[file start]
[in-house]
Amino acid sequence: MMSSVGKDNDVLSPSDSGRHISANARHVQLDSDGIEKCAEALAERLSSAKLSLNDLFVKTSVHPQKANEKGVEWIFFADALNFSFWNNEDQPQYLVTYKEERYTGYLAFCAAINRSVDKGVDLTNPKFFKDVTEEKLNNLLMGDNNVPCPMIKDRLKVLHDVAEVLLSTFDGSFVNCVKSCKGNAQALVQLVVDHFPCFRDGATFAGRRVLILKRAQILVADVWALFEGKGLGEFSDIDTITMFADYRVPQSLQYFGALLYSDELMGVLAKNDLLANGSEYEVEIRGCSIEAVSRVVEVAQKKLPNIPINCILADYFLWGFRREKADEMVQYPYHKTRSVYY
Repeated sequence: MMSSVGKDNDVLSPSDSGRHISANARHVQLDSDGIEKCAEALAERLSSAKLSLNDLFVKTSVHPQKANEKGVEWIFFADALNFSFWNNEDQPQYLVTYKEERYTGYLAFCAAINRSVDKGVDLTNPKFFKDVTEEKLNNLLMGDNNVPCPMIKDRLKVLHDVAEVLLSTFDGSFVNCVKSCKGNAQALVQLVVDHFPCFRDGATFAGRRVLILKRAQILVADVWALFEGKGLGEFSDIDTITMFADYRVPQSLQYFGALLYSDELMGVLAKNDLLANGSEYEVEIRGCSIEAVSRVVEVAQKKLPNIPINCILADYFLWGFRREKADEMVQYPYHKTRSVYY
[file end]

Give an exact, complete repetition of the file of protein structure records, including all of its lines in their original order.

[in-house]
Amino acid sequence: MMSSVGKDNDVLSPSDSGRHISANARHVQLDSDGIEKCAEALAERLSSAKLSLNDLFVKTSVHPQKANEKGVEWIFFADALNFSFWNNEDQPQYLVTYKEERYTGYLAFCAAINRSVDKGVDLTNPKFFKDVTEEKLNNLLMGDNNVPCPMIKDRLKVLHDVAEVLLSTFDGSFVNCVKSCKGNAQALVQLVVDHFPCFRDGATFAGRRVLILKRAQILVADVWALFEGKGLGEFSDIDTITMFADYRVPQSLQYFGALLYSDELMGVLAKNDLLANGSEYEVEIRGCSIEAVSRVVEVAQKKLPNIPINCILADYFLWGFRREKADEMVQYPYHKTRSVYY
Repeated sequence: MMSSVGKDNDVLSPSDSGRHISANARHVQLDSDGIEKCAEALAERLSSAKLSLNDLFVKTSVHPQKANEKGVEWIFFADALNFSFWNNEDQPQYLVTYKEERYTGYLAFCAAINRSVDKGVDLTNPKFFKDVTEEKLNNLLMGDNNVPCPMIKDRLKVLHDVAEVLLSTFDGSFVNCVKSCKGNAQALVQLVVDHFPCFRDGATFAGRRVLILKRAQILVADVWALFEGKGLGEFSDIDTITMFADYRVPQSLQYFGALLYSDELMGVLAKNDLLANGSEYEVEIRGCSIEAVSRVVEVAQKKLPNIPINCILADYFLWGFRREKADEMVQYPYHKTRSVYY